Thanksgiving wasn't so bad. So it was "hoorah for the pumpkin pie" - at 321 calories a slice - and that was pretty much that.

Now Christmas (or Hanukah) that's quite another matter. It's not a oneday binge. Ah no. It's an endless week of party, party, party. Eat, eat, eat. Drink, drink, drink. Sugarplums, almond crescents, potato latkes, hams, turkeys . . . geese . . . eggnog (at 200 calories - for each four ounces - without alcohol).

All week your senses are subjected to hard-core gastronomic onslaught, from the popcorn on the tree to the crispy skin across the sizzling chest of the stuffed bird. Eat, eat, eat. Drink, drink, drink.


Well now, be of good cheer. Help is at hand.

A small but determined group of only mildly panicked participants in the Georgetwon University behavior modification-weight control program met one day last week to talk about holiday survival and map out some strategy.

The good news is that the world can be outmaneuvered, outwitted, and you can almost - almost, mind you - have your plum pudding and eat it too.

Willpower points out Georgetown weight counselor Sandy Daston, is not having to say you're sorry. you're not allowed to have any. Scores of successful former fatties have graduated from this program over the past few years.

Nor is it having to stand there and watch somebody else eat up the whole thine.

Willpower is

Having one or two or three of something, instead of one dozen or two or three dozen

Eating it (or them) oh, so-o-o-o-o slo-o-owly.

And then turning your back (out of sight, out of mind) on that holiday-laden table.

And, possibly most important. knowing before you got there pretty much what you were going to do and how many you were going to have.

This, according to counselor Daston and her colleague Marilyn Silfen, has several advantage.Holiday food, by and large they say, is more for tasting than for assuaging hunger. There is no reason why you can't taste almost everything you want.

If you eat it more slowly, you are tasting it longer.

If you eat it more slowly, then no eagle-eyed hostess is going to squawk, "Ooooh, you're not eating anything . . . don't you like it?"

If you eat it more slowly, by the time you finish it you brain will have gotten the (always delayed) message that there's food in the old gut, and you will find that you're just as full from having eaten three cookies slowly than you would have been had you shovled in a dozen or so in a few piggish seconds.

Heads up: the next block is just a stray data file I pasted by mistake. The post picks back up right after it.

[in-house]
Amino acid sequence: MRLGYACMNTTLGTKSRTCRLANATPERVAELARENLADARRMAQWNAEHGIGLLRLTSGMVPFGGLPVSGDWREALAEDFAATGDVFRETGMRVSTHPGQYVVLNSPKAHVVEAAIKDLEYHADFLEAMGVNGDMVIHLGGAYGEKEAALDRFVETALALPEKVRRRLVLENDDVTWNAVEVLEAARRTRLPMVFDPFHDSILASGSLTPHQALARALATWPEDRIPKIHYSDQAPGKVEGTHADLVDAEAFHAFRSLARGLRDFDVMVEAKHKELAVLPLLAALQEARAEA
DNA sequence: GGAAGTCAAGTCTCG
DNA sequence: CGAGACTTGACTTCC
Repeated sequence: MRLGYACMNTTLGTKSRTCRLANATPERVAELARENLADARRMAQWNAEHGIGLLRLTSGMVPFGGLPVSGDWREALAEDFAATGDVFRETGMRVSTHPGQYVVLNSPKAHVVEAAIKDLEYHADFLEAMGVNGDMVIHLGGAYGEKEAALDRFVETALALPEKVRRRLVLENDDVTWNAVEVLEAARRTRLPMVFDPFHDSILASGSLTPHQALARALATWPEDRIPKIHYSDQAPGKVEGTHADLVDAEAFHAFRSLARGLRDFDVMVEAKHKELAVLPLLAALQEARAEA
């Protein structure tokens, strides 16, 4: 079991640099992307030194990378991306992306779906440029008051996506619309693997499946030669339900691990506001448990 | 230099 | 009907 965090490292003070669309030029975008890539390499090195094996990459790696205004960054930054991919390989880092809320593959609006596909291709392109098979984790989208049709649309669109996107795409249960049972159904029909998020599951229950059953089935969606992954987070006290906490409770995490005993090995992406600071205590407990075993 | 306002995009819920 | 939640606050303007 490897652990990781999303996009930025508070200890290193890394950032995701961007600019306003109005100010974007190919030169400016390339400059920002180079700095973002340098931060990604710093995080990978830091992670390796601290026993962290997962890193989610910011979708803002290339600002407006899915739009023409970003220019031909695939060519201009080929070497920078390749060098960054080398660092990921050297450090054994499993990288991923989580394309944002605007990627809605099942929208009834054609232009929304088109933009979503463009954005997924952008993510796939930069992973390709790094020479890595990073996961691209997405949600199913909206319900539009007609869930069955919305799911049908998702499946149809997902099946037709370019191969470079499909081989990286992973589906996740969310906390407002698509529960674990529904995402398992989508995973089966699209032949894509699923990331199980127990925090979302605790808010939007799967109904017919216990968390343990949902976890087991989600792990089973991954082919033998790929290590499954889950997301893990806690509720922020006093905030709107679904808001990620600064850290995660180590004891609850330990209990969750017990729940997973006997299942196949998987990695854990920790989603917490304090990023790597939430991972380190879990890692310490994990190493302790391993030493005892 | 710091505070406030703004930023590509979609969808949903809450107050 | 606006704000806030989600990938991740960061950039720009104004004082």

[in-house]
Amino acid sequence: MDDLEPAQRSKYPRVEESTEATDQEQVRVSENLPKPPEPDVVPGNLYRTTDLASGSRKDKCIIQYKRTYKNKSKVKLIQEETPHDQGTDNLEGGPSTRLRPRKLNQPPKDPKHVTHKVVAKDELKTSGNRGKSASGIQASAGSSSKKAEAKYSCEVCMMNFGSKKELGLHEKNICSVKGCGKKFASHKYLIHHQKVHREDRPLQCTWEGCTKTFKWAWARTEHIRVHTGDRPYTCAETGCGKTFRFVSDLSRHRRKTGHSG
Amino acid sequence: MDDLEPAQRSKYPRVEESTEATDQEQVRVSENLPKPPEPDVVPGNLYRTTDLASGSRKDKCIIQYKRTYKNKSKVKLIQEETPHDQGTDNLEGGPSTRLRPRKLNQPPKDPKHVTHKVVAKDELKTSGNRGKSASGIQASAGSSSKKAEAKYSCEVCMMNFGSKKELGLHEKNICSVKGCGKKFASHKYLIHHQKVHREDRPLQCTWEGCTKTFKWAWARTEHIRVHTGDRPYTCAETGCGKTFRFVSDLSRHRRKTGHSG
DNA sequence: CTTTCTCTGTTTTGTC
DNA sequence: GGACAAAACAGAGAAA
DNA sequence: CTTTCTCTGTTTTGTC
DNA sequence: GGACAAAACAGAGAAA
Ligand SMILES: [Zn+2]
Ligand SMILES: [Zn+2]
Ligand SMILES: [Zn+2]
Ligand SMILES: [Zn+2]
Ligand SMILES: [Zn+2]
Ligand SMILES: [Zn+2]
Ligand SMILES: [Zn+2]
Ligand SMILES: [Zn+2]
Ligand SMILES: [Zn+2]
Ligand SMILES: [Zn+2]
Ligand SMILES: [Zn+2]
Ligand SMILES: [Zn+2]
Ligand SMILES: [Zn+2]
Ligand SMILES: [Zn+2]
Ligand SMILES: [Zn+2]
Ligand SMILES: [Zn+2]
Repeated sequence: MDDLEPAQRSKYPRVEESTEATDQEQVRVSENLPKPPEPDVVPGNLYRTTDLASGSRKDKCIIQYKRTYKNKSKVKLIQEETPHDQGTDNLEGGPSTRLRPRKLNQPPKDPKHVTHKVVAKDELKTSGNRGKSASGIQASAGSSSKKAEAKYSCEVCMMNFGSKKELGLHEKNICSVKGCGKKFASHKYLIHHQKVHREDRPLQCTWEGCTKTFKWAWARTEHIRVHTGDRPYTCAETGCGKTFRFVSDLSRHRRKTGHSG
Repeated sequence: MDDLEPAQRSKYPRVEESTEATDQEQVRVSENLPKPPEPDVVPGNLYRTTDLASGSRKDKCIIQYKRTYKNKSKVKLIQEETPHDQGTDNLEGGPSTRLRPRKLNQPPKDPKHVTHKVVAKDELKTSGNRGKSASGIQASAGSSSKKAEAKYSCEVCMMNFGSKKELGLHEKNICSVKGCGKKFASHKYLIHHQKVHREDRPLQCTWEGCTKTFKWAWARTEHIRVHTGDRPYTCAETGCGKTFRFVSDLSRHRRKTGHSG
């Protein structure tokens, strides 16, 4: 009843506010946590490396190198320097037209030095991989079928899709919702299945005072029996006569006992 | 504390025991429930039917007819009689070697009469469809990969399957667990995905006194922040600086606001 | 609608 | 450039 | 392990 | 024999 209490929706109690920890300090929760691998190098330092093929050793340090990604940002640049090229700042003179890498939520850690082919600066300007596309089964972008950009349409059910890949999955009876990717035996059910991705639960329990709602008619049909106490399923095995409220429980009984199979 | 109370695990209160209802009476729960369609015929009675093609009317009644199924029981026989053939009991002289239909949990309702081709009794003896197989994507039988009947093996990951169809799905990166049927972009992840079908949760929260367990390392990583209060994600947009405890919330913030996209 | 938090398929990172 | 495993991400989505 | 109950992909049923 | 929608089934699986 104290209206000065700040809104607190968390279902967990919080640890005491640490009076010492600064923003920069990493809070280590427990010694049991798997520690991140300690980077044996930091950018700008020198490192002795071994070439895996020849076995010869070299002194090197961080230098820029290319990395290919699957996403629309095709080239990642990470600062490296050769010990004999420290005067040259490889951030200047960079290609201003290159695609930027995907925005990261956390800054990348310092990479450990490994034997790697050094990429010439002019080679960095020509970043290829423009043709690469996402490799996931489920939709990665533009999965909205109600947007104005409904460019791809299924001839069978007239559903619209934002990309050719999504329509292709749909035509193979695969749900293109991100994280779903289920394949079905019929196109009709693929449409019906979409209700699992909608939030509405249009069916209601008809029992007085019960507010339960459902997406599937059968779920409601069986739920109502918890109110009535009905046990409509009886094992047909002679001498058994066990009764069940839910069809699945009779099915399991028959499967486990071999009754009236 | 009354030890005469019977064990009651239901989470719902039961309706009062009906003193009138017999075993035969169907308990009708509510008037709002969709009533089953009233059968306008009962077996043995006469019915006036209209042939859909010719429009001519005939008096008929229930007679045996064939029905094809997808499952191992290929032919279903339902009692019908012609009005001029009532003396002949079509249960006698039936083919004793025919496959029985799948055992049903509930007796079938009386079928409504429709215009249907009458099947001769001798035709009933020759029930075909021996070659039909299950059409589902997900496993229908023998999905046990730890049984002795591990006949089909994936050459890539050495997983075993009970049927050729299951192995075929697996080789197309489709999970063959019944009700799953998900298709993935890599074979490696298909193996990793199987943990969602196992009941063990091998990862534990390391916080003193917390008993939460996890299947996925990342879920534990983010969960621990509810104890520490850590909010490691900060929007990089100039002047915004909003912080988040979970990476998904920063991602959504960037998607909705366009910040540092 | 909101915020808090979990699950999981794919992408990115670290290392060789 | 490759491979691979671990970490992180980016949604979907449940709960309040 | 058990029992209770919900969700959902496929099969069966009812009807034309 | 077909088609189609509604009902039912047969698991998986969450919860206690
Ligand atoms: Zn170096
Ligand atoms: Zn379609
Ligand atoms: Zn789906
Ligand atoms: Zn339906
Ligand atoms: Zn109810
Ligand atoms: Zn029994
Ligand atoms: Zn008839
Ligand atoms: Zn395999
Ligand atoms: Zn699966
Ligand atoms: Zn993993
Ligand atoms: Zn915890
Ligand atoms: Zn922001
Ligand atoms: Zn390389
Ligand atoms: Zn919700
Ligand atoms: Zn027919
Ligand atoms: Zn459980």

It's important, the dieters were told, that they should not no-way, feel deparived.

Okay, so you stared at the table full of delectable sweetmeats and fried meats and mutmeats and you sipped your Fresca or Perrier and went home virtuous - and ravenous. So you stuffed your face with whatever you could find. Not much sense to that - you missed the special holiday tastes and you blew the diet anyway.

The reason these dieters got together was just to avoid that sort of thing. How not to blow the diet, or at least how to keep from blowing it forever, just because of one week of midwinter madness.

The dieters were advised to plan ahead of time that they not try to actually lose weight.

Remember they were told it takes 3.500 calories to gain a pound of fat.

A few other strategies:

If you're doing your own baking and you have a real thing for raw cookie dough set some aside for later so you will know exactly how much you've consumed. and while you're actually mixing chew a piece of sugarless gum.

Assign exercise value to certain foods: If you know you're going to want a piece of nince pie. have a two-mile run before you have dinner - or even later but remember it's for the pie. If you'd rather watch football, give up the pie.

Freeze food gifts after you've had a bit of a taste.

Weigh yourself of often. If you're going away and will have no access to a scale, take a piece of clothing that fits you exactly and beware of tightness.

Have a snack, abowl of soup or half a sandwich before you go out so you won't face a buffet hungry beyound control.

Keep in mind that, generally watery things that are crunchy (celery, carrots green peppers, cauliflower) are low in calories. Creamy things (dips for the above eggnog) are usually high.Fatty things are very high. Turkey skin is 132 calories an ounce, about a two-inch square.

Do a lot of talking at the dinner table.

Talking has no calories. CAPTION: Illustration, no caption